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Datsun DC-3 Sports
Datsun Sports Logo

1952 Datsun Sports DC-3 - the car that started it all ...

Today, Nissan is renowned for its sporting heritage, and the Fairlady Z and Skyline bloodlines are now legendary across the world. This heritage is often thought to have started in the late 1950s with the launch of the fibreglass S211, which was to lead to the development of the Fairlady Roadster, Japan's first commercially successful sports car. However, its true origins date from 1952, when Datsun's first post war 'sports car', the DC-3, was announced to an unsuspecting Japanese public.  

From humble beginnings - Although the DC-3 was Nissan's first sports car offering, the company had offered variations on the theme before the Second World War. In 1932, the first year of Nissan's car production, the company launched a convertible, known as the Datsun Roadster. Powered by a 495cc 4 cylinder engine of just 10hp, the 1932 Roadster could not be described as a sports car, but it did offer cheap top-down motoring to the Japanese public.

In 1935, the Roadster was replaced by the Datsun 'Road Star'. The Road Star, and its sister model the Datsun Coupe, were certainly an improvement on the earlier model, featuring a 722cc 14hp engine, and Nissan achieved reasonable sales of both models at home and to other pacific markets. Power was increased to 16hp for 1937 and the car continued to sell in small numbers until 1941, when Japan entered the Second World War.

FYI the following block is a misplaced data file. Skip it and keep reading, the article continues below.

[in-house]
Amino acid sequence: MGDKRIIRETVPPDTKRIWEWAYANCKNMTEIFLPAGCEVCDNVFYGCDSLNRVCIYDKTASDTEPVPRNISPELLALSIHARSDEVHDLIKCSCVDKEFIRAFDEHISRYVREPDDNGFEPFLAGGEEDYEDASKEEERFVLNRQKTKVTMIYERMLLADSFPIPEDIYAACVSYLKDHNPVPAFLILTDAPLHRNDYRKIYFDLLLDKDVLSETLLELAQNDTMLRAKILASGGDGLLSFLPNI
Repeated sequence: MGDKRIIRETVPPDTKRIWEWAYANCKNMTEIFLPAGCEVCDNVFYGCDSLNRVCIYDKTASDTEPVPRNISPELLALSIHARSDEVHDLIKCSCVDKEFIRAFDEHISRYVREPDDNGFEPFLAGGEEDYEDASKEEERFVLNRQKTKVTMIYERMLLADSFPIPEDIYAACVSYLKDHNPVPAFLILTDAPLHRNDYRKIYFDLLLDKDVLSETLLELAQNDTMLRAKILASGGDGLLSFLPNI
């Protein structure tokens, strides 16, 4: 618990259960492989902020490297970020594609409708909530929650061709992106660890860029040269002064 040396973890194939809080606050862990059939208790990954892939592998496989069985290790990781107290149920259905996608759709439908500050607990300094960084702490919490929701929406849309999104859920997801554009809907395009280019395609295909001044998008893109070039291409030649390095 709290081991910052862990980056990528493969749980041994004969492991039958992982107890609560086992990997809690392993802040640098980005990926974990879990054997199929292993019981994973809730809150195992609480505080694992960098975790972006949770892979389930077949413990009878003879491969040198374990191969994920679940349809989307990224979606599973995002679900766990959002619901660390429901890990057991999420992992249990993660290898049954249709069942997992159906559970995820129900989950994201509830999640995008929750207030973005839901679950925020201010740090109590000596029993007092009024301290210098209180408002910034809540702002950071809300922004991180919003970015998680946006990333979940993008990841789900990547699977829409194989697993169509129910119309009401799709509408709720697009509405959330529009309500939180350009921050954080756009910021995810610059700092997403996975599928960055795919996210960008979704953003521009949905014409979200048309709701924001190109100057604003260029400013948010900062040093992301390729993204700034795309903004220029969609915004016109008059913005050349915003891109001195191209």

The DC-3 arrives - In 1952, with the help of western licensing agreements, Japan was getting back on its feet and investing heavily in its own manufacturing future. Nissan's agreement with Austin was finalised in December that year. The agreement, which would see production by Nissan of the A40 and A50, would aid this progress, and although the company would manufacture Austins for seven years, Nissan was still keen to make its own mark. One such move was to enter the sports car market with the launch of the Datsun DC-3 on 12 January 1952.

Something of a pastiche of pre-war sports cars such as the MG, the DC-3, a 2-door four-seater, was still not very powerful or technologically advanced. Mechanically similar to the pre-war Datsun saloons, roadsters and trucks, it featured a single carb 860cc/52 in³ engine (coded the D10) similar to the Austin A-Series engine, a three speed non-syncromesh gearbox, and leaf spring suspension. Its output was 25hp, which produced a top speed of just 43 mph. This engine also powered the Datsun 5147 pick-up produced between 1952 and 1955.

The DC-3's bodywork was often painted in two tone colours, such as cream over green and red over black, with a black soft top and side screens. It was designed and manufactured by Yuichi Ohta, the son of the man behind the short-lived Ohta car and truck company. Ohta had previously raced Datsun 750 race cars, and learnt his trade at the Teikoku Body Co. Ohta undertook some significant work for Nissan during the 1950s. He designed the Datsun DW-2 Wagonette, the only 'Woody' ever produced by Nissan. He went on to design the chassis to the 210 (the forerunner of the Bluebird) and, following the design of the sleek Datsun A80X prototype in 1957, he was to design the eventual successor to the DC-3, the fibreglass Datsun Sports S211, which was to be developed into the steel Datsun SPL212 - the first Fairlady - and the SPL213.

DC-3 grille badge